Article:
Located in the centre of the Gaspé Peninsula, the York River is one of the mostly prized Atlantic salmon river in Eastern Canada. Originating in the heart of the Chic-Choc Mountains (Notre-Dame), it flows over a distance of 98 km into the Gaspé Bay. Fishing is possible on over 60 km of the York River. Aside from the last few kilometres, the river flows largely through the Gaspé wilderness. The York is a tributary of the Gaspé Bay, a vital part of the Atlantic salmon’s migration route.
The York River captivates nearly all Atlantic salmon anglers, with its emerable green water and the amazing size of its salmon, which often weigh over 15 kg (35 lbs.).
Some information about the river
- Pools can be accessed by car
- Paved roads
- Wading pools; canoe is not mandatory (except for sector 4 under high water conditions)
- Guides are not required while fishing,
however, private guides are available for those concerned
Rates for this river
|Fishing zones||Number of fishermen||Residents||Non-residents|
The York River is divided into 11 sectors of which 7 have controlled access and 4 have unlimited access
A total of 70 pools are open to anglers. Non-Controlled Sectors: 1, 5, 7 & 10 are unlimited zones. No reservations required. Controlled Sectors : 2, 3, 4, 6, 8, 9 & 11. Reservations by pre-season draw (November 1) or by 48 Hour Draw.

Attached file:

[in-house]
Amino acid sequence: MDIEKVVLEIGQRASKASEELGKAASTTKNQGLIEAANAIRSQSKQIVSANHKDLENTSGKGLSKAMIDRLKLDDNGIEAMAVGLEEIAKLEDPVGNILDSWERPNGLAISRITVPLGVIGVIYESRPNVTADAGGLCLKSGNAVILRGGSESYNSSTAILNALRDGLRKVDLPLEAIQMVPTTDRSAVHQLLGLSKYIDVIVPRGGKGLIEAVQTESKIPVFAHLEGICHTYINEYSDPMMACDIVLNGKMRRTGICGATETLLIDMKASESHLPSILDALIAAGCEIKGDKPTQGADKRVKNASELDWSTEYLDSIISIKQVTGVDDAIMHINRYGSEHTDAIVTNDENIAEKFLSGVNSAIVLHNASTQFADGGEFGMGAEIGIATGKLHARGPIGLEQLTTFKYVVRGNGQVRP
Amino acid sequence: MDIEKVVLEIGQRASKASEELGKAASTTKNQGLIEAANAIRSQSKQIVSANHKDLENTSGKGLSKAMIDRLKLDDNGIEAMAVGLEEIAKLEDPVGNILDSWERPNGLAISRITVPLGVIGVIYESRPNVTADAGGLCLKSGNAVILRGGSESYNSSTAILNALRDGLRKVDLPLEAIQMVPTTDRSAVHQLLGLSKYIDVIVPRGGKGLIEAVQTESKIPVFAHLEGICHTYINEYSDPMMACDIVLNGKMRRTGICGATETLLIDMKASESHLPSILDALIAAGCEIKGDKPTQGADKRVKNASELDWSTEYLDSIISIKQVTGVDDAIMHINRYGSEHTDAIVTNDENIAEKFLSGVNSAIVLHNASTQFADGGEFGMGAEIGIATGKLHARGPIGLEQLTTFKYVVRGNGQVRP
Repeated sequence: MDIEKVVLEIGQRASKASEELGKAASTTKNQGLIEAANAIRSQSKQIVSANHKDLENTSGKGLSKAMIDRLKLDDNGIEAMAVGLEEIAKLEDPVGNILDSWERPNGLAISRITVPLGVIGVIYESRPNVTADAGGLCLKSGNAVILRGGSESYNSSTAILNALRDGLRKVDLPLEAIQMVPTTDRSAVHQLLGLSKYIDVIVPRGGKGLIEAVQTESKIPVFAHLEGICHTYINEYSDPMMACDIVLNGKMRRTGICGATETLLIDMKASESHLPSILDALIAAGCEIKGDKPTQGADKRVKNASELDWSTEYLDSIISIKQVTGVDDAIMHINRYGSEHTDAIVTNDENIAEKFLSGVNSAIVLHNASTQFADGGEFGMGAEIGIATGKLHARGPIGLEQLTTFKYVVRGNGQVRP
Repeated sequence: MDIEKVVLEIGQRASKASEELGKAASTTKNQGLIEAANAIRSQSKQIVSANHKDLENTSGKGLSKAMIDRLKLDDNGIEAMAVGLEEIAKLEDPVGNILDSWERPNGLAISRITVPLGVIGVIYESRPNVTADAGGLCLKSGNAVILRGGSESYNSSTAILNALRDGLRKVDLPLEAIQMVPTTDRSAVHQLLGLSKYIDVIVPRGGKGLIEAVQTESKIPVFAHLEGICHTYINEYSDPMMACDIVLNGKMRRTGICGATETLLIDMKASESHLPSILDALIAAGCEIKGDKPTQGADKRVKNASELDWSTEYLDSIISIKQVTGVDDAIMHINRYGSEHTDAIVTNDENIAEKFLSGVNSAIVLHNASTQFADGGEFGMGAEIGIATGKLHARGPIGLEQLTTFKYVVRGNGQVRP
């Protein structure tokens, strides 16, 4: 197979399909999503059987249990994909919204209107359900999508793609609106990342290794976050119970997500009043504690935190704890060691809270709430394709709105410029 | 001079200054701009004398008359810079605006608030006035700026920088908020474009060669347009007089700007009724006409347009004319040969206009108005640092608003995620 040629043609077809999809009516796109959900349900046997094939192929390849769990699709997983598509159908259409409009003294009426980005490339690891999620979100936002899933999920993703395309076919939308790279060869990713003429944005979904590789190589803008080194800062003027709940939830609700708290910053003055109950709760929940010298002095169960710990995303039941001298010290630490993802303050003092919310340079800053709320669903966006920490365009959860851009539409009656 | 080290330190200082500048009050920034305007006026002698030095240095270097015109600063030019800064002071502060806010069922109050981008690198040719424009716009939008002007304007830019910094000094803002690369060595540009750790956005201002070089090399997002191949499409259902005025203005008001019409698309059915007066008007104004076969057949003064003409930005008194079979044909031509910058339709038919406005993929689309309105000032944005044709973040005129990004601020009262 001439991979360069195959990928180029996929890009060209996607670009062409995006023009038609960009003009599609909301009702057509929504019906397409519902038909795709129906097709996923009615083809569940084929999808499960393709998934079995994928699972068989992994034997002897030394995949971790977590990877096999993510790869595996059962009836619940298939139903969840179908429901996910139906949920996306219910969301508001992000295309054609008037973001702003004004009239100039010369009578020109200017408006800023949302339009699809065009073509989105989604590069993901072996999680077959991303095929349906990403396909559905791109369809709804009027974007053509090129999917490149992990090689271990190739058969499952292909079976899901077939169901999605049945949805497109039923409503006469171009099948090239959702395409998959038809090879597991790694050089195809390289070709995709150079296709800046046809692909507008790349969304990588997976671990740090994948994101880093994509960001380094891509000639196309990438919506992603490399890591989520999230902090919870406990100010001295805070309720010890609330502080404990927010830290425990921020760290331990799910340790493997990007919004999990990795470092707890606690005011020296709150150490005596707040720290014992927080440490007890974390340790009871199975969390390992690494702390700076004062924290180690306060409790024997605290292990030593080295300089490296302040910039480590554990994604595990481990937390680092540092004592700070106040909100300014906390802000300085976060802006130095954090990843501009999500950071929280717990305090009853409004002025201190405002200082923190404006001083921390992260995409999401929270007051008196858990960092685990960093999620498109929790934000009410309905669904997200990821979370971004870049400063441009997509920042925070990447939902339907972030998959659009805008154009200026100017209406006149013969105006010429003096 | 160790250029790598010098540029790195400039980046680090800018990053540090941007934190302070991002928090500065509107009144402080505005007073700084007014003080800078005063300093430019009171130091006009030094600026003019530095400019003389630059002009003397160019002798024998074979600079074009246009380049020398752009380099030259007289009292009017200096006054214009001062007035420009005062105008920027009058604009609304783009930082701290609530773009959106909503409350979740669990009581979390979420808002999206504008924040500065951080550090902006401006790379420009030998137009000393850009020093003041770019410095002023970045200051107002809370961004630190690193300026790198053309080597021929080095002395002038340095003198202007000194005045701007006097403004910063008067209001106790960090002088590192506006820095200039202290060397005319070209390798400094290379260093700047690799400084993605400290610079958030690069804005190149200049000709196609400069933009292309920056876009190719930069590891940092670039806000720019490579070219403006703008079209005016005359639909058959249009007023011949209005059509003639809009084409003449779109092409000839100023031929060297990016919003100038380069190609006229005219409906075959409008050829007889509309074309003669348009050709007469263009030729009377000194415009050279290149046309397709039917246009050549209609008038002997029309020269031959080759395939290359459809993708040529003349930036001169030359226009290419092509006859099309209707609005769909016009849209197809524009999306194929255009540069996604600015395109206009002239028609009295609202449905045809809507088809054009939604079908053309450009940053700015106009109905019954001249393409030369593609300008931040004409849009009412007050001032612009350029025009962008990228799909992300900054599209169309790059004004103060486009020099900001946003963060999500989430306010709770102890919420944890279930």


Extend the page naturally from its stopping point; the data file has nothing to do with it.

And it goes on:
Just 15 minutes drive from Gaspé, the easily accessible pools are the first pools where the Atlantic salmon stop by before heading upstream. A well-known place for anglers is the Baillargeon pool, located near a bridge crossing the York River. Every time there is a new spawning run, you can see salmon under the bridge early in the morning or at twilight.
This sector is known for its set of rapids that open into a long and slower stretch of current. True paradise waters for anglers who like dry fly fishing. This sector holds salmon in both high and low water conditions.
A two rod zone located no more than two minutes walking distance from your vehicle. Mississippi and Bluff pools are close by and harbour salmon in high and low water.
Ten pools with an eight-rod limit. In high water conditions, fishing from a canoe is permitted in this sector. Dog, Dog Run and Still pools are the spots you will want to fish early in the season while the water is still fairly high. In early June, it is recommended to fish Gros Saumon's back eddies and current from a canoe.
When the flow rate subsides, Gros Saumon pool offers the dry fly angler an excellent opportunity to cast for salmon. I'Ile, Maitland and other pools lower down are accessible by canoe in high water. Later in the season, the York can be accessed by foot above Dog Pool.
Here is an unlimited zone that may challenge your cardiac stamina. Gary Pool is a five-minute walk downhill and a twenty minute hike back. A good all-season resting pool, Gary can be a delight for left-handed anglers in high water. A roll cast is the ticket in full flow. Dry flies are effective later in the season as the water levels go down. If you don't mind a good cardio workout, you might want to make the trek to Sentier and Araback pools. Once you arrive, these pools have secret potholes you can spend days exploring.